1. Xi wants to give people bigger say in lawmaking
Xi Jinping spent the weekend in Shanghai.
Some context: Xi is town to deliver a speech at the opening of the Shanghai International Import Expo on Tuesday.
Over the weekend, Xi met with top officials and toured various parts of the city.
Many of his activities focused on improving governance.
In particular, Xi stressed that the government needs to make sure it gets input from citizens (Shine):
- “At a civic center in a community where residents come from over 50 countries and regions, Xi was briefed on the community’s platform that solicits residents’ opinions, and talked with representatives of them attending a consultation meeting on a draft law.”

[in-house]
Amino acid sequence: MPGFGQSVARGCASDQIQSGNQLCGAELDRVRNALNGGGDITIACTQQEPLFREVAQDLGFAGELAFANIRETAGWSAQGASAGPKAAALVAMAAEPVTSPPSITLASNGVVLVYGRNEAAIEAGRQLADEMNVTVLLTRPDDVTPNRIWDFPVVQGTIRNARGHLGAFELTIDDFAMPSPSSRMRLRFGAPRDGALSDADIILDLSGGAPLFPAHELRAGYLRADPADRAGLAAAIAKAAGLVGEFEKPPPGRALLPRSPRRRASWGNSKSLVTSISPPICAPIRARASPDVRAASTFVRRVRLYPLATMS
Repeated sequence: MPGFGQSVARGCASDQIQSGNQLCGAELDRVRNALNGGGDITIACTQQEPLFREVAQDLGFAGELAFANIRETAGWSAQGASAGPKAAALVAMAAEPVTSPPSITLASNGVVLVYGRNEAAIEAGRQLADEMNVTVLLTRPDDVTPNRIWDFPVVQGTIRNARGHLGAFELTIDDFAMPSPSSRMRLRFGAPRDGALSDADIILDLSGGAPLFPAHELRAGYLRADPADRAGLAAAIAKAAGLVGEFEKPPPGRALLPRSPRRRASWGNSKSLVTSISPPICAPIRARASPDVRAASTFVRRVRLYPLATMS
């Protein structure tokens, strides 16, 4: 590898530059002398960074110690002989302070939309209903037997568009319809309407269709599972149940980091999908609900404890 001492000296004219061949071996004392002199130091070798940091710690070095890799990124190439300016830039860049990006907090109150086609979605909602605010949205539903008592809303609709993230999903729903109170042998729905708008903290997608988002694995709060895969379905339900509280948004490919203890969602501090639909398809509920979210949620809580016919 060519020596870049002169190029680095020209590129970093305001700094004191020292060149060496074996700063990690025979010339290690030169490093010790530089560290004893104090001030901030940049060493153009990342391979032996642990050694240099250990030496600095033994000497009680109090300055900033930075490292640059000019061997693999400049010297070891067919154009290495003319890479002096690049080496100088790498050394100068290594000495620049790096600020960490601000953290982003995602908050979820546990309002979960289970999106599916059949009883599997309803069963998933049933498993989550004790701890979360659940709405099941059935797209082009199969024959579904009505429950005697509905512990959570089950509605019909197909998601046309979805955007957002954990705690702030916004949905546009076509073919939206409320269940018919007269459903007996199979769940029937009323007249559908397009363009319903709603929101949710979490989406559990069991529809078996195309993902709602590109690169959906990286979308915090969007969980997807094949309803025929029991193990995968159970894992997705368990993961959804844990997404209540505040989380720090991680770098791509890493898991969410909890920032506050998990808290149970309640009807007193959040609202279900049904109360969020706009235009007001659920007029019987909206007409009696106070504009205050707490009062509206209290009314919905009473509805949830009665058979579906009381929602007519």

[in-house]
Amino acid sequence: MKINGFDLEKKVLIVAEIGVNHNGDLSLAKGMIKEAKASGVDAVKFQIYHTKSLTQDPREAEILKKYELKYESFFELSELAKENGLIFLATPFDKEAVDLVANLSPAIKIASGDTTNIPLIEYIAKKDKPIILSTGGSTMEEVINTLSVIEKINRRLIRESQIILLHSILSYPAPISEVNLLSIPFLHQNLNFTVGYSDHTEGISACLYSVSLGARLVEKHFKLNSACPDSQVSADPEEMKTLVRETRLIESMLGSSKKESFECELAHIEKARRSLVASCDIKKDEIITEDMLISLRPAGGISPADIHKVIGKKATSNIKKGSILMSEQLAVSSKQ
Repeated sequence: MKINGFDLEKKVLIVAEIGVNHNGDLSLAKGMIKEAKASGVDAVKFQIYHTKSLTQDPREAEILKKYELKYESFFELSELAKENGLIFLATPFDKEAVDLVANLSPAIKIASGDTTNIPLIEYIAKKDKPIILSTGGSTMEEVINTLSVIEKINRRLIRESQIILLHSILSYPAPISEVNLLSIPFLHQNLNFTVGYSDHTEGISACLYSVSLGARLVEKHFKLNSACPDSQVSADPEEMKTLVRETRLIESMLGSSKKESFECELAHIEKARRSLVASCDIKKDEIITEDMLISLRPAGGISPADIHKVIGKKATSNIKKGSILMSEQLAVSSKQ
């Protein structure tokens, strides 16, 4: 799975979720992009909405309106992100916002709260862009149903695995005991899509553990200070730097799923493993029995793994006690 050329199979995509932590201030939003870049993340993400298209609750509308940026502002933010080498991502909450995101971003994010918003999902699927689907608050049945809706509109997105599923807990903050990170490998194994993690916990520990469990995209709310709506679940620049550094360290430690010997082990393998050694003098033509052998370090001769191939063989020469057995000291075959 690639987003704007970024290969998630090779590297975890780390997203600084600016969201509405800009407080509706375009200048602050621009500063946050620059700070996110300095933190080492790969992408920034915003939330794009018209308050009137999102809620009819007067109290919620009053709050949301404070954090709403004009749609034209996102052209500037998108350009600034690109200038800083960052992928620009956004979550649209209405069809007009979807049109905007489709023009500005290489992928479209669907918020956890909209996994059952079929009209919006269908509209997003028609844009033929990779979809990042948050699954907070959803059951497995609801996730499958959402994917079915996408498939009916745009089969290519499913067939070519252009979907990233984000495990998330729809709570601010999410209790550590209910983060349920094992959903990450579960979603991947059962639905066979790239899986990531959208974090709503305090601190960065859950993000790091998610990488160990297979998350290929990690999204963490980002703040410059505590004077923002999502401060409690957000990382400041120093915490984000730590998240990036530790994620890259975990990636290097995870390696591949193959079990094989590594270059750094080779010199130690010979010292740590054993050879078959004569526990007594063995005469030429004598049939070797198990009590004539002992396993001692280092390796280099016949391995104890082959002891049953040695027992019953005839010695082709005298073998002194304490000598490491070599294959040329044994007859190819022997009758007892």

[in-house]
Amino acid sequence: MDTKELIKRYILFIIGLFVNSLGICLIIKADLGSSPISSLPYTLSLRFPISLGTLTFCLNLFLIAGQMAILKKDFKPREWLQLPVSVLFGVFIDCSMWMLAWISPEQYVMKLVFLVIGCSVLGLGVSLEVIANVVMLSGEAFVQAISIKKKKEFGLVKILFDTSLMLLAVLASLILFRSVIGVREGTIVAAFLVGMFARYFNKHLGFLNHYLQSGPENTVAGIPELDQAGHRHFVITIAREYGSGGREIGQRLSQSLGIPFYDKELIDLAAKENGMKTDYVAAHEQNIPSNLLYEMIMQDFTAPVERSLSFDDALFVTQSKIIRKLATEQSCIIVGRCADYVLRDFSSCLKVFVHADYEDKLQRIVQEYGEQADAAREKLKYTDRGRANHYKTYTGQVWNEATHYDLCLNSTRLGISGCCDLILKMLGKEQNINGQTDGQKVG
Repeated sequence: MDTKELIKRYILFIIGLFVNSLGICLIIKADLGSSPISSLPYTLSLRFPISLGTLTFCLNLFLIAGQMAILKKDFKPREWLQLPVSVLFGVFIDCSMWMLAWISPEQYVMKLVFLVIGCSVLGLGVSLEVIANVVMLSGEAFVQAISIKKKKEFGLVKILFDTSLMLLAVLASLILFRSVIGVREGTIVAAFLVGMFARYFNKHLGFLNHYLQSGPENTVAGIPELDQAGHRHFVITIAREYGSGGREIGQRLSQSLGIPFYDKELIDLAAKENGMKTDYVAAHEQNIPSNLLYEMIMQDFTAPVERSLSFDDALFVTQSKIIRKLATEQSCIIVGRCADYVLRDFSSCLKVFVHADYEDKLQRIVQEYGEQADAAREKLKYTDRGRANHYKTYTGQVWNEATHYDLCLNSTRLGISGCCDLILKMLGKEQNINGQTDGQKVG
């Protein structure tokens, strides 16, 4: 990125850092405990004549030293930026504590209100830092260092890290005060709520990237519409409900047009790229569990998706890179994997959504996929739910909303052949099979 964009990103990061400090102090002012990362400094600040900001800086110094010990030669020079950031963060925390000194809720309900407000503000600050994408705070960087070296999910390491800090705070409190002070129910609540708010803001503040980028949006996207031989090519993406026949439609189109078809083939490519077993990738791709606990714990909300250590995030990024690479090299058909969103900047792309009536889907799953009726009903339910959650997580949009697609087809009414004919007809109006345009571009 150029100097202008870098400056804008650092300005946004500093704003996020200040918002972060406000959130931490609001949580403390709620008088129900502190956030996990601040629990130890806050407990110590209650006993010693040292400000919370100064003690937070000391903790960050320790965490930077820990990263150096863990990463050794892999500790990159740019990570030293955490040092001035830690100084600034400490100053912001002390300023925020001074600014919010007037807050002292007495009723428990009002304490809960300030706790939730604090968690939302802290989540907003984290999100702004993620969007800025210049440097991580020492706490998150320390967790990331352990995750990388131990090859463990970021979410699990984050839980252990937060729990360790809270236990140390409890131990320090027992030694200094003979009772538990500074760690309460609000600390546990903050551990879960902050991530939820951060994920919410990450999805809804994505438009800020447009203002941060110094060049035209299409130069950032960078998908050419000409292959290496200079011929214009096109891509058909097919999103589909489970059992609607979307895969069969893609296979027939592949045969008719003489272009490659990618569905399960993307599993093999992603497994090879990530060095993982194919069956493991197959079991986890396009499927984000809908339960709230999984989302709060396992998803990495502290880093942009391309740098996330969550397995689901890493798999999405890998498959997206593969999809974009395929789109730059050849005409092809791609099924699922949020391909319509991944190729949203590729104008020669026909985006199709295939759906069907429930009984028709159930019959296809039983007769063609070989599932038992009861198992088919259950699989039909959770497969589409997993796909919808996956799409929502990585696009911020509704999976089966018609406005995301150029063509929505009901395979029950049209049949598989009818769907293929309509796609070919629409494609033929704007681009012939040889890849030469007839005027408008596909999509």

- “Xi called for efforts to make it easier for residents to express their views through established channels and continue to explore diverse forms of democracy.”
Get smart: Much commentary and analysis of Xi’s governance reforms focus on his efforts to centralize decision making. But he has also promoted opening more channels for the public to input in to policymaking.
2.Li pushes for anti-terror cooperation in Tashkent
It was a busy weekend for Premier Li Keqiang.
On Saturday, Li was in Tashkent, Uzbekistan to meet with otherheads of governments of Shanghai Cooperation Organization (SCO) member states.
Some context: The SCO is a regional grouping consisting of China, Russia, Kazakhstan, Uzbekistan, Kyrgyzstan, Tajikistan, Pakistan, and India.
Top of the agenda – preventing terrorism (Gov.cn):
- “We should strengthen efforts to prevent the emergence and spread of extremist ideas in the areas of education, propaganda, poverty alleviation, and amongst the young and root out the breeding ground for terrorism.”